In the ’80s, Sellitto worked at bygone Orlando independent record store Murmur Records, which was named for the seminal R.E.M. record. The owner, Don Gilliland, was friends with R.E.M. and frequently invited other Athens bands to perform in the store, exposing Sellitto to that scene, as well as under-the-radar bands whose records the store carried. Other than his independent explorations, Sellitto credits WPRK for supporting underground music at a time when Orlando lacked many alternative means for music discovery.

“I listened to a lot of underground music, obviously, because I worked at the independent record store,” Sellitto says. “There was WPRK, of course, which was a lot bigger. They had more pull than they do now, because that was the only place you could hear modern rock bands, unless you went to some of the clubs that were into underground music.”

He continues, “Orlando didn’t really have a big underground scene, so you really had to listen to WPRK. That’s really the only station that was doing that.”

WPRK maintains this role, and Pacchioni says he gets calls every week excitedly inquiring after featured bands. He’s never had a band turn down a session. To increase the visibility of “Local Heroes,” though, Pacchioni also releases it in podcast form through iTunes. Upcoming performances include local bands Case Work, Bellows, and Beebs and Her Money Makers. Sellitto, who remains a WPRK listener and active music promoter, admits radio’s role in his life is diminished since those early college rock heydays.

“Nowadays, you have so many options with the streaming and stuff, I think radio’s kind of gotten lost in the wake,” Sellitto says. “And as far as marketing goes, how do you make people interested in the local college station?”

Pacchioni says it’s important to adapt, but he also points out that motivated music lovers are more self-reliant, as the Internet enables their niche addictions without the need of radio to force-feed them a broader scope of music styles.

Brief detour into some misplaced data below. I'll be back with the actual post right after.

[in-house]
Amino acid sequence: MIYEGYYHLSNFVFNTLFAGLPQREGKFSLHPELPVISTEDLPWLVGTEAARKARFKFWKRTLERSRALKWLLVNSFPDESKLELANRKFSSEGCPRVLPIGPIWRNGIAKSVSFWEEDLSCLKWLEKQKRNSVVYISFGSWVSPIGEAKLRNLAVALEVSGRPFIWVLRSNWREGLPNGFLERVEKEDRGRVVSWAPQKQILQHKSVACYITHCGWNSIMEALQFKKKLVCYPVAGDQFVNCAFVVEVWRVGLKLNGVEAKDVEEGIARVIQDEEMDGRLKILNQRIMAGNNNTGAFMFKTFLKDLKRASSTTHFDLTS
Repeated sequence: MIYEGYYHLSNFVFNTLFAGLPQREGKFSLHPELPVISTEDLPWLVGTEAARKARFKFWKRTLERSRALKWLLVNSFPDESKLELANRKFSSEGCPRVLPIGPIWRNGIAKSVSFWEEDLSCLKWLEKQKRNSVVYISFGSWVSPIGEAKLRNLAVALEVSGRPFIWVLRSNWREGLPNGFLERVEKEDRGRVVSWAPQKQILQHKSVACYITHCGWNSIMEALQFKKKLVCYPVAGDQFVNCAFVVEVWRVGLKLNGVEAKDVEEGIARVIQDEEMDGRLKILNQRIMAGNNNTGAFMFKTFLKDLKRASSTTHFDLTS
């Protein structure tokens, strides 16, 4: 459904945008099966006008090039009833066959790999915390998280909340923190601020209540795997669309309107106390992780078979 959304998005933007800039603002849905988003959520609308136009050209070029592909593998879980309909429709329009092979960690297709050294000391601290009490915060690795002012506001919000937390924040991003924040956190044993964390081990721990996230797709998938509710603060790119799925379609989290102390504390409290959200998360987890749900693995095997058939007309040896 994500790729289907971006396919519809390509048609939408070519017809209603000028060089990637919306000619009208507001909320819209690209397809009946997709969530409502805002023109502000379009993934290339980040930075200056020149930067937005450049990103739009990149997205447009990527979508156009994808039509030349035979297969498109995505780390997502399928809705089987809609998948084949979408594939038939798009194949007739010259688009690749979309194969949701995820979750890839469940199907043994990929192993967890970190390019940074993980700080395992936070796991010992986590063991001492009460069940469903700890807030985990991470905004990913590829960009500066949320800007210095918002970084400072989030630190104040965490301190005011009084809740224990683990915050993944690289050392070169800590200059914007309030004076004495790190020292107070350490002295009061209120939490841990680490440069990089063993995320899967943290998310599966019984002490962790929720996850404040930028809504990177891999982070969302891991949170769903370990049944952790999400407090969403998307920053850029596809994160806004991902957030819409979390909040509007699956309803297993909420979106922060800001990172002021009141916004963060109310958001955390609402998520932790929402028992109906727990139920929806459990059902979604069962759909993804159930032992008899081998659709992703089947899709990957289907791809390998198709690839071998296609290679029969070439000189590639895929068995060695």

“If you’re good at finding new music, you’ve been doing it for a while,” Pacchioni says. “It’s kind of like tying your shoe or brushing your teeth. You find new music; then you comb your hair. It’s part of your life. If it’s part of your life, then it’s really easy to find new music.”

Sellitto’s R.E.M. tribute night is part of a regular series the Modern Music Movement hosts at the Imperial with the seemingly opposite goal of “Local Heroes,” highlighting classic songs of major music legends, like Neil Young, Sam Cooke and David Bowie. However, this particular theme night touches home a little closer for Sellitto, who personally experienced R.E.M.’s rapid rise, and the local heroes he selected to perform are uniquely suited to bring the band’s alt-country-leaning sound to life.

“Stephen Rock and Wheeler Newman are two of the best local writers of that alt-country Americana,” Sellitto says. “They’re originals in their own right. R.E.M. is a band that the guys like that really admire. Stephen is an amazing talent, and so is Wheeler, they’re great friends of mine, and I just knew that they would pull it off brilliantly.”